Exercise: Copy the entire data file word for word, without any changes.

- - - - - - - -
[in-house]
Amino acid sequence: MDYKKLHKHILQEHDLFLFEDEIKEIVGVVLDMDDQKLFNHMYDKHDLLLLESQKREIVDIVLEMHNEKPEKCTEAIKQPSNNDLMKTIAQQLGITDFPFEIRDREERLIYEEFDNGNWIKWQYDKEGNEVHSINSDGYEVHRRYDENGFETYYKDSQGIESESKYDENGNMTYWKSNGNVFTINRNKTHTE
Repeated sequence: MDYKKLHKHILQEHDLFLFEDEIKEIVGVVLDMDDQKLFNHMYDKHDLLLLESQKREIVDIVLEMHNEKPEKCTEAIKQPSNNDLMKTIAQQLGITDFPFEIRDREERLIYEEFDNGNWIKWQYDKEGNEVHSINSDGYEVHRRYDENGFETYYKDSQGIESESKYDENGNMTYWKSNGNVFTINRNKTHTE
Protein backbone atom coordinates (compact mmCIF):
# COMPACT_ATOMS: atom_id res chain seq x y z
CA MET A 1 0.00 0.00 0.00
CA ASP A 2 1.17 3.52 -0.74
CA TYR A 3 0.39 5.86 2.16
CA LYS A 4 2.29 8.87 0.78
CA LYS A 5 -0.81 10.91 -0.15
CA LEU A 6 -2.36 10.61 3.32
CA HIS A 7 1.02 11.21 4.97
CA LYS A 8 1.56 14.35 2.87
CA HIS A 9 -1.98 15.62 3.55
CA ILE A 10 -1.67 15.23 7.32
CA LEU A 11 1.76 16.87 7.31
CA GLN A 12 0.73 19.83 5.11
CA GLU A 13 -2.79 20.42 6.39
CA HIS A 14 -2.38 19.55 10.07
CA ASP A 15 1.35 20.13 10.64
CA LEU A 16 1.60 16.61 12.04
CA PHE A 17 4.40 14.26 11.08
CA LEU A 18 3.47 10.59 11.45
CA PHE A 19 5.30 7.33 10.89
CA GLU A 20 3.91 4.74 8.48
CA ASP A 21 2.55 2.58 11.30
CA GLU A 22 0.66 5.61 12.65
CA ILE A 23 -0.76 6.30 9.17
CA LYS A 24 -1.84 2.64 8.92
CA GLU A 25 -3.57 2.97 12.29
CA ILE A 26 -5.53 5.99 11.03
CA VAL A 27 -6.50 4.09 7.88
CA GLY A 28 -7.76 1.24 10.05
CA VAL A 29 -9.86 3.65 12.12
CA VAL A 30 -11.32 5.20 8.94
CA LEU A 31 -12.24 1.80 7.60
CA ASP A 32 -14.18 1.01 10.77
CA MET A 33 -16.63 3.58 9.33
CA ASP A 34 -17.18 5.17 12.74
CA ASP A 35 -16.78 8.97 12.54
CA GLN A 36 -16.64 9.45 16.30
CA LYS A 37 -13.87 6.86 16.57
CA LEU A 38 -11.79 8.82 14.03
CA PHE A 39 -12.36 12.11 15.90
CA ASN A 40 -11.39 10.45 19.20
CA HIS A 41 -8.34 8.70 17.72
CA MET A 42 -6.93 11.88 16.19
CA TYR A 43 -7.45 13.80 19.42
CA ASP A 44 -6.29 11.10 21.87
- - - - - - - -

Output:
[in-house]
Amino acid sequence: MDYKKLHKHILQEHDLFLFEDEIKEIVGVVLDMDDQKLFNHMYDKHDLLLLESQKREIVDIVLEMHNEKPEKCTEAIKQPSNNDLMKTIAQQLGITDFPFEIRDREERLIYEEFDNGNWIKWQYDKEGNEVHSINSDGYEVHRRYDENGFETYYKDSQGIESESKYDENGNMTYWKSNGNVFTINRNKTHTE
Repeated sequence: MDYKKLHKHILQEHDLFLFEDEIKEIVGVVLDMDDQKLFNHMYDKHDLLLLESQKREIVDIVLEMHNEKPEKCTEAIKQPSNNDLMKTIAQQLGITDFPFEIRDREERLIYEEFDNGNWIKWQYDKEGNEVHSINSDGYEVHRRYDENGFETYYKDSQGIESESKYDENGNMTYWKSNGNVFTINRNKTHTE
Protein backbone atom coordinates (compact mmCIF):
# COMPACT_ATOMS: atom_id res chain seq x y z
CA MET A 1 0.00 0.00 0.00
CA ASP A 2 1.17 3.52 -0.74
CA TYR A 3 0.39 5.86 2.16
CA LYS A 4 2.29 8.87 0.78
CA LYS A 5 -0.81 10.91 -0.15
CA LEU A 6 -2.36 10.61 3.32
CA HIS A 7 1.02 11.21 4.97
CA LYS A 8 1.56 14.35 2.87
CA HIS A 9 -1.98 15.62 3.55
CA ILE A 10 -1.67 15.23 7.32
CA LEU A 11 1.76 16.87 7.31
CA GLN A 12 0.73 19.83 5.11
CA GLU A 13 -2.79 20.42 6.39
CA HIS A 14 -2.38 19.55 10.07
CA ASP A 15 1.35 20.13 10.64
CA LEU A 16 1.60 16.61 12.04
CA PHE A 17 4.40 14.26 11.08
CA LEU A 18 3.47 10.59 11.45
CA PHE A 19 5.30 7.33 10.89
CA GLU A 20 3.91 4.74 8.48
CA ASP A 21 2.55 2.58 11.30
CA GLU A 22 0.66 5.61 12.65
CA ILE A 23 -0.76 6.30 9.17
CA LYS A 24 -1.84 2.64 8.92
CA GLU A 25 -3.57 2.97 12.29
CA ILE A 26 -5.53 5.99 11.03
CA VAL A 27 -6.50 4.09 7.88
CA GLY A 28 -7.76 1.24 10.05
CA VAL A 29 -9.86 3.65 12.12
CA VAL A 30 -11.32 5.20 8.94
CA LEU A 31 -12.24 1.80 7.60
CA ASP A 32 -14.18 1.01 10.77
CA MET A 33 -16.63 3.58 9.33
CA ASP A 34 -17.18 5.17 12.74
CA ASP A 35 -16.78 8.97 12.54
CA GLN A 36 -16.64 9.45 16.30
CA LYS A 37 -13.87 6.86 16.57
CA LEU A 38 -11.79 8.82 14.03
CA PHE A 39 -12.36 12.11 15.90
CA ASN A 40 -11.39 10.45 19.20
CA HIS A 41 -8.34 8.70 17.72
CA MET A 42 -6.93 11.88 16.19
CA TYR A 43 -7.45 13.80 19.42
CA ASP A 44 -6.29 11.10 21.87